There’s a lot of controversy about standardized testing, particularly the SAT. There’s even a group, Fair Test, that has been trying to negate the value of the SAT in particular for years. That said, the tests are probably here to stay in one form or another – making primarily cosmetic changes to counter criticisms. (The last major change in the SAT in 2005, may have almost doubled the testing fee; however, it also precipitated the surge of ACT test-takers.)
Do you understand why there is a need for standardized college entrance exams? If not, let’s look at this way – do all teachers at your teen’s school have the same standards for giving out grades? Of course not. That said, schools vary, counties vary, and states vary. Therefore, a standardized gauge – a college entrance exam – is necessary to measure critical reading, thinking and the problem solving skills that are necessary for college.
That’s why we often see a schism between GPA and test scores, especially with the overachiever and/or non ‘reader’. In my 35 years of offering test preparation I have rarely, if ever, worked with a student who was a ‘reader’ who did not get a high score on either the ACT or SAT. (Those types of students merely need ‘tweaking’ and validation of their already strong skill sets.)
Here’s some interesting background, beginning in the 1960’s, GPA’s began to rise and SAT scores began to drop. It all started during the Vietnam War with professors at universities who chose to give a B- rather than a C+; as any student who did not maintain at least a B average would lose his draft deferment. This then trickled down to the high school level. (Compound that with the mass popularity of technology, reading is not a first choice past time for most adolescents.)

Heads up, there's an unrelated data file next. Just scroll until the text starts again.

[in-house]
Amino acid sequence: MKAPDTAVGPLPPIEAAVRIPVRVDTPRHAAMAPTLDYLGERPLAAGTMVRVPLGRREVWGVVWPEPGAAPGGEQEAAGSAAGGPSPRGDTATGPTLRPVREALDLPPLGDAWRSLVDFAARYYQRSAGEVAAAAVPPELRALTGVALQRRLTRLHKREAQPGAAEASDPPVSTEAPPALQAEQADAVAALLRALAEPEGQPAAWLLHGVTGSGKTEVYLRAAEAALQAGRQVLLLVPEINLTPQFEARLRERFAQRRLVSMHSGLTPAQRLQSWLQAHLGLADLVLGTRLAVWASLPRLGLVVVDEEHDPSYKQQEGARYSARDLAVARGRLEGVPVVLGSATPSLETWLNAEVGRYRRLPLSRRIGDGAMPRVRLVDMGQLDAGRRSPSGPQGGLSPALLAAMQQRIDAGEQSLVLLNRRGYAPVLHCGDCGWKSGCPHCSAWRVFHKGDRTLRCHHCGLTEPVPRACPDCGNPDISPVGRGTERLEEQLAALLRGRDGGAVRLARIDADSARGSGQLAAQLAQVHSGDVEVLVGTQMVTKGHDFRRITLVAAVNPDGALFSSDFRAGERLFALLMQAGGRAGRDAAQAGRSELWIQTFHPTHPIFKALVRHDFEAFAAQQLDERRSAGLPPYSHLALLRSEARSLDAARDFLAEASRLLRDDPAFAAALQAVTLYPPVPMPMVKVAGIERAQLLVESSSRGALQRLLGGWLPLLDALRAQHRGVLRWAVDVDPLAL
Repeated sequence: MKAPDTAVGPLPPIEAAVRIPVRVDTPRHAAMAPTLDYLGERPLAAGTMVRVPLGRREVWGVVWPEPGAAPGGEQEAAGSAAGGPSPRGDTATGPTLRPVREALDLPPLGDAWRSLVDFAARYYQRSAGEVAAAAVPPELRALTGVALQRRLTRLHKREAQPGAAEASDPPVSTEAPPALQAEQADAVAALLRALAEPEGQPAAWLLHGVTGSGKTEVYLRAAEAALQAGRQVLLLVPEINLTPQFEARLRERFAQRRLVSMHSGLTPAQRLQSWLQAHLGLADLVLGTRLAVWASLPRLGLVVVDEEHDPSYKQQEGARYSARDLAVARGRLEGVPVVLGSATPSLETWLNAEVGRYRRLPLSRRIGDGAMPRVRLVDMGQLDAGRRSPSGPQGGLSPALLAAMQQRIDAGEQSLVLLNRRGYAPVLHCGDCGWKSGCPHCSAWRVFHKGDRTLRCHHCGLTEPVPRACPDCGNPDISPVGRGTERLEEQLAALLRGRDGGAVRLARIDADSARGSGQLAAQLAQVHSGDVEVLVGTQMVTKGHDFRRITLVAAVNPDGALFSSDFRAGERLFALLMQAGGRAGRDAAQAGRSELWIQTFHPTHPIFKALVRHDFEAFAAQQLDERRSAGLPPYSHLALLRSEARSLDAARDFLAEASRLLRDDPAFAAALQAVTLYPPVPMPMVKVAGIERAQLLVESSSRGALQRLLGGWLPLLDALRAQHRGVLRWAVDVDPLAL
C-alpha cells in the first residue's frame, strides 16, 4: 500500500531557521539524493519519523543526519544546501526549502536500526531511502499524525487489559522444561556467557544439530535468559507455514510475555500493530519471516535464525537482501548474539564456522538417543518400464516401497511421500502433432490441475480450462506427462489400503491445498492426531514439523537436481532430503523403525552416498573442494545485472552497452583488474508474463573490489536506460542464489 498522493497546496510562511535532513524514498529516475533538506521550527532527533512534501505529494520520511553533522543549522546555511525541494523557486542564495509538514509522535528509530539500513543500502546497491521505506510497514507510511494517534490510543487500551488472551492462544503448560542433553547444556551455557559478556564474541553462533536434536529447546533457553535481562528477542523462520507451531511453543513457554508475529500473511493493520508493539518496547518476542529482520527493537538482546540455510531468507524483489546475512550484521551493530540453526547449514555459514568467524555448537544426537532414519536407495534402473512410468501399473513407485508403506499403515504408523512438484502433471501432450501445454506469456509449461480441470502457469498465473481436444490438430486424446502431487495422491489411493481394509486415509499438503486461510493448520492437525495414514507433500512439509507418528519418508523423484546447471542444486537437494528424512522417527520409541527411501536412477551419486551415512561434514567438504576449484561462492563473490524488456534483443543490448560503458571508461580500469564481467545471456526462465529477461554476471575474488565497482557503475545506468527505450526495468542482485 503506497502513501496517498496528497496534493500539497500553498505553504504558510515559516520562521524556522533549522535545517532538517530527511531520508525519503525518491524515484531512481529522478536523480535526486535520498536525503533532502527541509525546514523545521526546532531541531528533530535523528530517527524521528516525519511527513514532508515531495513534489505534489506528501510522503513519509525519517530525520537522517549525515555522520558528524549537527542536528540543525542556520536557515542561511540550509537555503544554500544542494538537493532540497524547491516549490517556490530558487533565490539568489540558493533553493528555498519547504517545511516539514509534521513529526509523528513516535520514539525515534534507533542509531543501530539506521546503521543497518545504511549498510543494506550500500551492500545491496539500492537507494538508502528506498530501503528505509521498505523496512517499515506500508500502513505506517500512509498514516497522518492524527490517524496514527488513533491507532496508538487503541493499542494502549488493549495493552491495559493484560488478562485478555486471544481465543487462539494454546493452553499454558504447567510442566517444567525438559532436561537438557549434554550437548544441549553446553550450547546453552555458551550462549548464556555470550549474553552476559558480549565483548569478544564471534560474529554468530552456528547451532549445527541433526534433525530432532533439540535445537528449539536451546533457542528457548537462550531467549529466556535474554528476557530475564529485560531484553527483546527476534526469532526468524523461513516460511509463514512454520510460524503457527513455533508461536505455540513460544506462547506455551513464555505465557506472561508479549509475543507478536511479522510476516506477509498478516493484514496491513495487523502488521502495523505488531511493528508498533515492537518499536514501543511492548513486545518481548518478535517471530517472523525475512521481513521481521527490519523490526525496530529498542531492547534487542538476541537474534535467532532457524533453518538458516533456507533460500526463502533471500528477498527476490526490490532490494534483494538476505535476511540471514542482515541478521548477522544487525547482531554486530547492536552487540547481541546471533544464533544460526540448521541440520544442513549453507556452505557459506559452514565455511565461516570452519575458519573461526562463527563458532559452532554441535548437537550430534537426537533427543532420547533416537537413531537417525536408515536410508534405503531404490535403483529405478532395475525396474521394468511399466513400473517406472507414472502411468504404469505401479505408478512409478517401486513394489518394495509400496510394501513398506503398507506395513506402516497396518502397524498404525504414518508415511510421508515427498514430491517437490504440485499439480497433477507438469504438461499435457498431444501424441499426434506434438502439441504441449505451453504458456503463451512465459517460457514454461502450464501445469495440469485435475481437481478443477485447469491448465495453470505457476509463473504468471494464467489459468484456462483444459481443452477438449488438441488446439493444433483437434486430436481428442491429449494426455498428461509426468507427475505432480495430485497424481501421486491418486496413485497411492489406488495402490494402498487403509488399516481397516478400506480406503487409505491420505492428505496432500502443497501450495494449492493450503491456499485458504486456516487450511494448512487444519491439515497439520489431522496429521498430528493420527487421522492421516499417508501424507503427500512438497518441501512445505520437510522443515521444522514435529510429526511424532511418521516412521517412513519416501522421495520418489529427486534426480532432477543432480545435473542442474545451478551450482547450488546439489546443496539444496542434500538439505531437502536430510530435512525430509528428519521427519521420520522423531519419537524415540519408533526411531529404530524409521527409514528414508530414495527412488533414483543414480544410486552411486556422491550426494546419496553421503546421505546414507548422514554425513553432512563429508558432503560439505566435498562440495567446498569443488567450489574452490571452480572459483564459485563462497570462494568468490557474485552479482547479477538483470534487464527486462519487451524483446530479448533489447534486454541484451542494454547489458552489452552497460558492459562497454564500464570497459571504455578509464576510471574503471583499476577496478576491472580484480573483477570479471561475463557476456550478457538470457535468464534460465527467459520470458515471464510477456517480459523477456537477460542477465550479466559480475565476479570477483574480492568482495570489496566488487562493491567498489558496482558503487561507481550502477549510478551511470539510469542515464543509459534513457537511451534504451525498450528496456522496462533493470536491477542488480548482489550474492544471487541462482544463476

I often ask what does an “A” mean when the latest studies say that about 40% of students graduate high school with straight A’s. When I went to school it was probably less than 5%!
I hope I didn’t bore you, but some background was necessary for you to appreciate the intrinsic value of the college entrance exams. In my years of test preparation, I do know that the SAT in particular tests efficient reading, critical thinking and problem solving skills. Are these skills importance for college and career success? All the studies say, ‘yes’. (FYI, these are the skills the avid reader inadvertently has developed.) These are also the skills I have taught for years that provide the requisite foundation for test taking confidence and higher scores and ultimately college and career success.
YOUR TURN: Do you think that college entrance exams are necessary?